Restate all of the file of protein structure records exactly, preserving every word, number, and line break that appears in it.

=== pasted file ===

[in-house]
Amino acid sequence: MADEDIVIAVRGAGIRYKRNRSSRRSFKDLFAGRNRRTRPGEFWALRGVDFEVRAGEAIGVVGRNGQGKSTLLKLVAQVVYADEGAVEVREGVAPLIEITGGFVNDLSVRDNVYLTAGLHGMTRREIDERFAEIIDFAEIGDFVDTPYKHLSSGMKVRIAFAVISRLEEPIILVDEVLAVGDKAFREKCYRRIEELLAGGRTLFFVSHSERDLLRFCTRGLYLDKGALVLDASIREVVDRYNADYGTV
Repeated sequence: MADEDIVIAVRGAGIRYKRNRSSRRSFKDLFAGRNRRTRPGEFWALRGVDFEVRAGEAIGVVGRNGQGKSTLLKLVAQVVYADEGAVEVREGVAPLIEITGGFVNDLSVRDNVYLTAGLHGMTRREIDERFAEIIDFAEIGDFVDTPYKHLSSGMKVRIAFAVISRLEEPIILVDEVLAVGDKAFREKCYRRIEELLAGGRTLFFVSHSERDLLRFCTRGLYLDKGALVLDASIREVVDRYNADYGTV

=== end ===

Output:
[in-house]
Amino acid sequence: MADEDIVIAVRGAGIRYKRNRSSRRSFKDLFAGRNRRTRPGEFWALRGVDFEVRAGEAIGVVGRNGQGKSTLLKLVAQVVYADEGAVEVREGVAPLIEITGGFVNDLSVRDNVYLTAGLHGMTRREIDERFAEIIDFAEIGDFVDTPYKHLSSGMKVRIAFAVISRLEEPIILVDEVLAVGDKAFREKCYRRIEELLAGGRTLFFVSHSERDLLRFCTRGLYLDKGALVLDASIREVVDRYNADYGTV
Repeated sequence: MADEDIVIAVRGAGIRYKRNRSSRRSFKDLFAGRNRRTRPGEFWALRGVDFEVRAGEAIGVVGRNGQGKSTLLKLVAQVVYADEGAVEVREGVAPLIEITGGFVNDLSVRDNVYLTAGLHGMTRREIDERFAEIIDFAEIGDFVDTPYKHLSSGMKVRIAFAVISRLEEPIILVDEVLAVGDKAFREKCYRRIEELLAGGRTLFFVSHSERDLLRFCTRGLYLDKGALVLDASIREVVDRYNADYGTV